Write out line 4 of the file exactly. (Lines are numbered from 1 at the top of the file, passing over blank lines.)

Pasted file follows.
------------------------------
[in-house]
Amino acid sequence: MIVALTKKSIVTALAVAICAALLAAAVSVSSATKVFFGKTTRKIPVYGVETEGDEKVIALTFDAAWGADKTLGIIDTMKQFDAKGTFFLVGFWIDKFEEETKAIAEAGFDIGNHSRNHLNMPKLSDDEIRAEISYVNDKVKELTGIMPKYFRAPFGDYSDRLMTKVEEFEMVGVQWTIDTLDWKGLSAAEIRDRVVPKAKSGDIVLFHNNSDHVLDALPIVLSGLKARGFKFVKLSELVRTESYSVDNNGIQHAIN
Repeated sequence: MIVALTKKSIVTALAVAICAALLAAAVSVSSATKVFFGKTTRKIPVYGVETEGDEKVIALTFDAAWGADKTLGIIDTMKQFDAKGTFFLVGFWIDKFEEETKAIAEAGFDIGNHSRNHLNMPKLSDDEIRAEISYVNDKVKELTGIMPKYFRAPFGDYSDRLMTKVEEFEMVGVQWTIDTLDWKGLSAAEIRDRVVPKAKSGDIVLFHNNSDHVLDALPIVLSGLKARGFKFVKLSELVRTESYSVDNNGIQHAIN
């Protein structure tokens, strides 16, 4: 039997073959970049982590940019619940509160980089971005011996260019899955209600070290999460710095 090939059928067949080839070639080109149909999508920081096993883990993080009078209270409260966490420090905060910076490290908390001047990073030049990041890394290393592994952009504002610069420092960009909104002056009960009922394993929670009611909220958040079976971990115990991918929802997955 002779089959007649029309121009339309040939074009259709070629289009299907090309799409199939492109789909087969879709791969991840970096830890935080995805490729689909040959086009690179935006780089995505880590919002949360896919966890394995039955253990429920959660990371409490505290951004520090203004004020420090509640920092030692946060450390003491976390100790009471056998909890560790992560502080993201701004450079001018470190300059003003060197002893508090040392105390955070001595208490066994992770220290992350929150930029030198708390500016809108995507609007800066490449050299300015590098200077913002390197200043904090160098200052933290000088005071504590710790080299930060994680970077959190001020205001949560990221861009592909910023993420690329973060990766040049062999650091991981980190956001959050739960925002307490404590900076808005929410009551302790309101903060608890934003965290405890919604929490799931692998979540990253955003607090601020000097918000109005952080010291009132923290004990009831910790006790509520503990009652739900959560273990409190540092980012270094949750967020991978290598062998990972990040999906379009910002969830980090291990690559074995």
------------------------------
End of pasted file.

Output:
């Protein structure tokens, strides 16, 4: 039997073959970049982590940019619940509160980089971005011996260019899955209600070290999460710095 090939059928067949080839070639080109149909999508920081096993883990993080009078209270409260966490420090905060910076490290908390001047990073030049990041890394290393592994952009504002610069420092960009909104002056009960009922394993929670009611909220958040079976971990115990991918929802997955 002779089959007649029309121009339309040939074009259709070629289009299907090309799409199939492109789909087969879709791969991840970096830890935080995805490729689909040959086009690179935006780089995505880590919002949360896919966890394995039955253990429920959660990371409490505290951004520090203004004020420090509640920092030692946060450390003491976390100790009471056998909890560790992560502080993201701004450079001018470190300059003003060197002893508090040392105390955070001595208490066994992770220290992350929150930029030198708390500016809108995507609007800066490449050299300015590098200077913002390197200043904090160098200052933290000088005071504590710790080299930060994680970077959190001020205001949560990221861009592909910023993420690329973060990766040049062999650091991981980190956001959050739960925002307490404590900076808005929410009551302790309101903060608890934003965290405890919604929490799931692998979540990253955003607090601020000097918000109005952080010291009132923290004990009831910790006790509520503990009652739900959560273990409190540092980012270094949750967020991978290598062998990972990040999906379009910002969830980090291990690559074995």